Twende Tujivinjari! Scaling Kilimambogo


We left Nairobi on a Wednesday afternoon, looking to spend a day out of the city.

The KWS Ol Donyo Sabuk Park offers just the right place for a quick getaway. Less than an hour’s drive out of town we had ourselves an adventure in scaling one of the tallest mountains in Kenya, Kilimambogo.

Leaving the Nairobi city’s environs, we quickly found ourselves in the industrial town of Thika. The town has a vibrant life to it, and Nairobi has crept up on it already, especially with the construction of the new Nairobi-Thika superhighway. We quickly grabbed lunch at the popular Coco Grill restaurant next to the Tusky’s supermarket and quickly shopped for our supply of food for dinner and breakfast the next day.

Driving past the green acres and acres of Delmonte Farm pineapples, we branched off at Donyo Sabuk and headed out to Fourteen Falls. The waterfalls cascade down 14 distinct sets of rocks, hence the name. Falling over 65 meters deep, it’s a thrilling sight to see the guides diving into the pools from above (at a fee, of course). I wouldn’t dare do that, and I don’t recommend you try it either; these guys are experienced and know the layout of the falls.

With a fine spray from the water cooling us off, we made our way across the river by boat, then walked to the bottom of the falls, a spectacular sight to view the cascade. With the slippery rocks everywhere, we had to be careful and despite our guide’s efforts, a lot of us managed to slip and slide into the water. Thankfully it was only waist deep (and the phone in my pocket did not die a watery death).


Bravery is....

Eventually we made it back to safe ground and into our van, and drove out to the Ol Donyo Sabuk Park just as darkness set in.

KWS has a number of clubhouses around its national parks and reserves, giving you the perfect accommodation for groups of up to 14. The clubhouses have been recently renovated giving them a great finish and are a luxury when you’ve been out in the wild and after a long day.


Sunset at the falls

We quickly checked in to Sabuk clubhouse and set out to make our dinner and get some rest, as we were out to climb the mountain early the next morning. Well, the best made plans always have a spanner in the works… and we stayed up really late, getting to know each other. With a few hours to spare, we made it to bed and got some rest.

Early breakfast and we made it out to the KWS headquarters to chat with the park ranger and meet our guide. And with the hot sun on our backs, we headed up the mountain.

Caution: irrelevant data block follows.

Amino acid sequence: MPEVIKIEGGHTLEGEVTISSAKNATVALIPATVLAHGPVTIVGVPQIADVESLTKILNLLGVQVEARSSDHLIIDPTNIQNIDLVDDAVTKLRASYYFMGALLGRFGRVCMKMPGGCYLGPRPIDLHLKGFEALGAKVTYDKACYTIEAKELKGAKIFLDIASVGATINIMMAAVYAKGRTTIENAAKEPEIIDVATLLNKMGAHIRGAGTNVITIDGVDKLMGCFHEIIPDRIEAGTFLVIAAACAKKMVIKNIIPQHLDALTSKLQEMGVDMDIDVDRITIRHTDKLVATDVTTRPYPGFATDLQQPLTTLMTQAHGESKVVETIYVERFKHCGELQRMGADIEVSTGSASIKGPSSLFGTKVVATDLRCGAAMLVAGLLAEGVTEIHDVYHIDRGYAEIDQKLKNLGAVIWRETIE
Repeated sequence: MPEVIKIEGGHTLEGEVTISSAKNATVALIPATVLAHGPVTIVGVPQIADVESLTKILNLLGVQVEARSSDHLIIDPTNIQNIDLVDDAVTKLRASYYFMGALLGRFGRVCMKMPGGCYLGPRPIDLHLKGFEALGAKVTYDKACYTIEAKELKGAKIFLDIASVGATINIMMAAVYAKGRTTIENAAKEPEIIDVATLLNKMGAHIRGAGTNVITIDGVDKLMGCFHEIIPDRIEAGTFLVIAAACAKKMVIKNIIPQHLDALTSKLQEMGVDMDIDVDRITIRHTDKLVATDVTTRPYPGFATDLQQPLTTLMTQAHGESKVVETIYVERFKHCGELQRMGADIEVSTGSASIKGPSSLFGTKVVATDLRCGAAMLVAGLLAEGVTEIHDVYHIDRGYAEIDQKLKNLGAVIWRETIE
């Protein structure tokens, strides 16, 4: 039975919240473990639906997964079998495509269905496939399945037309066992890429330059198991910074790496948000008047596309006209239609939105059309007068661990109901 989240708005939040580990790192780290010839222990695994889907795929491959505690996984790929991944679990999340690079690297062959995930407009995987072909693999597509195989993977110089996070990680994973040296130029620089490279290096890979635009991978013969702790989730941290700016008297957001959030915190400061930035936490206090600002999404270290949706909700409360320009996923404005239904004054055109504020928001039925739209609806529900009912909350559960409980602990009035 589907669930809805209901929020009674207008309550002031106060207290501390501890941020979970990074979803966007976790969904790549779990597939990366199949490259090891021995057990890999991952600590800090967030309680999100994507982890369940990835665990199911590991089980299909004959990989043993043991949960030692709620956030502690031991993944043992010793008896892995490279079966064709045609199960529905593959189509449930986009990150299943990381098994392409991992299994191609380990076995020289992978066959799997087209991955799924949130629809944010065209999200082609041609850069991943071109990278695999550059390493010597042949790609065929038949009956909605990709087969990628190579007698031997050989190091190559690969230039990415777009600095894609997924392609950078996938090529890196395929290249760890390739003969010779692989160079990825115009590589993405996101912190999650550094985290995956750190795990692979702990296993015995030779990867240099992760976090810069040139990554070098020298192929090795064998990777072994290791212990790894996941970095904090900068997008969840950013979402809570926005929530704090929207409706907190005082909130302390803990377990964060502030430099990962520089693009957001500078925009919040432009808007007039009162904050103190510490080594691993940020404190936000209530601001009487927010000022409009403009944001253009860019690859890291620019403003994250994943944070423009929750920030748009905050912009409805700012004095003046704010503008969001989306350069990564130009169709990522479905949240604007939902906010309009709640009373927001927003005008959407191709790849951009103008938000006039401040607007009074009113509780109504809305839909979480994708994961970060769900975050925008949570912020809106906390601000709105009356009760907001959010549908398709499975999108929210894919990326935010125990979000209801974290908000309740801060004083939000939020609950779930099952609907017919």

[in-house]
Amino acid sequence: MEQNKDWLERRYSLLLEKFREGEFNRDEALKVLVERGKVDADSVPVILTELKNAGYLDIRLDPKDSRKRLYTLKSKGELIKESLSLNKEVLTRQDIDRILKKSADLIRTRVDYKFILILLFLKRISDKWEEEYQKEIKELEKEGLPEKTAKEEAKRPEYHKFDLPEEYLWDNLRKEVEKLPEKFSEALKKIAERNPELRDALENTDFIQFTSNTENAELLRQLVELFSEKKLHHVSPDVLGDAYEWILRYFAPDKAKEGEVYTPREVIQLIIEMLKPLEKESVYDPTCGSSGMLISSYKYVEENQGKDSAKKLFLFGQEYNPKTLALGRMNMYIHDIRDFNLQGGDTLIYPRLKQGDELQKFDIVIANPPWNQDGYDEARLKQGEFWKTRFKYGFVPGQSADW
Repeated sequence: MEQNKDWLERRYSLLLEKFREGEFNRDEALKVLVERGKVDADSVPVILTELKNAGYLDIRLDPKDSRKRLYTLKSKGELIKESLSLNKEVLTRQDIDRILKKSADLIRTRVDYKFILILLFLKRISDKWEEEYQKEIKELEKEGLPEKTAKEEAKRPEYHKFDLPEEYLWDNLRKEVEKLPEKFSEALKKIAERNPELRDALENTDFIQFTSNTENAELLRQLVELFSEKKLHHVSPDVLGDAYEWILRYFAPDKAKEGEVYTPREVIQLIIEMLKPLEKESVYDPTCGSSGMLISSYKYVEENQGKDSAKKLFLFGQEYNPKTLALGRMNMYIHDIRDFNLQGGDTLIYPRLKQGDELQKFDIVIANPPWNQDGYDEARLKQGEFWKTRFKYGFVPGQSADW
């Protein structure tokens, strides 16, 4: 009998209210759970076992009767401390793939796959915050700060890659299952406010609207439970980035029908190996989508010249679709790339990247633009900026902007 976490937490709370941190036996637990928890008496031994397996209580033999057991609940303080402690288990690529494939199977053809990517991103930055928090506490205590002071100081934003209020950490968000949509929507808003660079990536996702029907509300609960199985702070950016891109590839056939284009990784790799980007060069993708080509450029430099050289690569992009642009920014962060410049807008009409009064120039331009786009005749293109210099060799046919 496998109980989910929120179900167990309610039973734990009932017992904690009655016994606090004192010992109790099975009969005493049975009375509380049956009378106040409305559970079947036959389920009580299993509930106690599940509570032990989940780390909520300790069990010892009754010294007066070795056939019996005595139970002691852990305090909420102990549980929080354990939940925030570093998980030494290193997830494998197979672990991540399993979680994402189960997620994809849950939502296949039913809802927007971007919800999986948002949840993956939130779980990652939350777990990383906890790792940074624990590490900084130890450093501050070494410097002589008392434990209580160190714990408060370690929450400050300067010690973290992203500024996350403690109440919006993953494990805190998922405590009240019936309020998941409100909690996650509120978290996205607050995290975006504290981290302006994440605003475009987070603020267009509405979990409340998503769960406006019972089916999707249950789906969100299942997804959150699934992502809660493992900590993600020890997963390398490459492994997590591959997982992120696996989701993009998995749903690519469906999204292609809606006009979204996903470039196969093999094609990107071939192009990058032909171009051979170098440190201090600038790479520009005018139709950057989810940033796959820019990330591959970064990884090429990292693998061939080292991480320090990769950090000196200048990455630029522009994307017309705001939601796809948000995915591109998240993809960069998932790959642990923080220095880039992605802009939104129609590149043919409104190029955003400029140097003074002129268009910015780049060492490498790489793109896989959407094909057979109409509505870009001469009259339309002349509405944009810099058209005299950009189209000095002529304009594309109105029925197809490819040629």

Let not the gentle slope view from Thika road deceive you… we found out soon enough that the hike was a gruelling affair. The first three kilometres were gruelling, and on reaching 1700 feet, I had to give up and hitch a ride from a team that was driving up the mountain. The rest of my group stoically walked the rest of the 5.6km up to the summit.


At this point, I ran out of gas....had to hitch a ride to the summit

While I was at the top, I got to enjoy the cool breeze, and the spectacular views of the Yatta plateau, and Juja towards Nairobi. The place was dotted with lots of wildflowers. A troop of baboons came by, but they were shy and raced off as soon as I tried to photograph them. Word of caution: you need to ensure there’s a ranger or guard at the summit, as there are buffalo occasionally strolling there.


Spot a baboon

The ecosystem constitutes a mountain (Mt. Kilimambogo) which is entirely covered with dense montane forest except for a small area at the top.

Buffalo are the dominant animals in the ecosystem. Other wildlife include bushbuck, leopard, olive baboon, colobus monkey, vervet monkey, Sykes’ monkey, Kirk’s dik-dik, bush pig, common duiker, reedbuck, rock hyrax, bush-baby, tree and ground squirrel, aardvark,  porcupine, mongoose, python and monitor lizard.

Tiny, beautiful wildflower

The park is home to 45 species of birds and the easily spotted ones include; white-browed sparrow weaver, grey- headed sparrow weaver, African pied wagtail, mourning dove, augur buzzard, African hawk eagle, purple-breasted sunbird, yellow-vented bulbul, speckled mousebird, helmeted guinea fowl, black-headed oriole, grey tit, ring-necked dove, bateleur, great sparrow- hawk, bronze sunbird, superb starling and Mackinnon grey shrike.

Great views from the observation point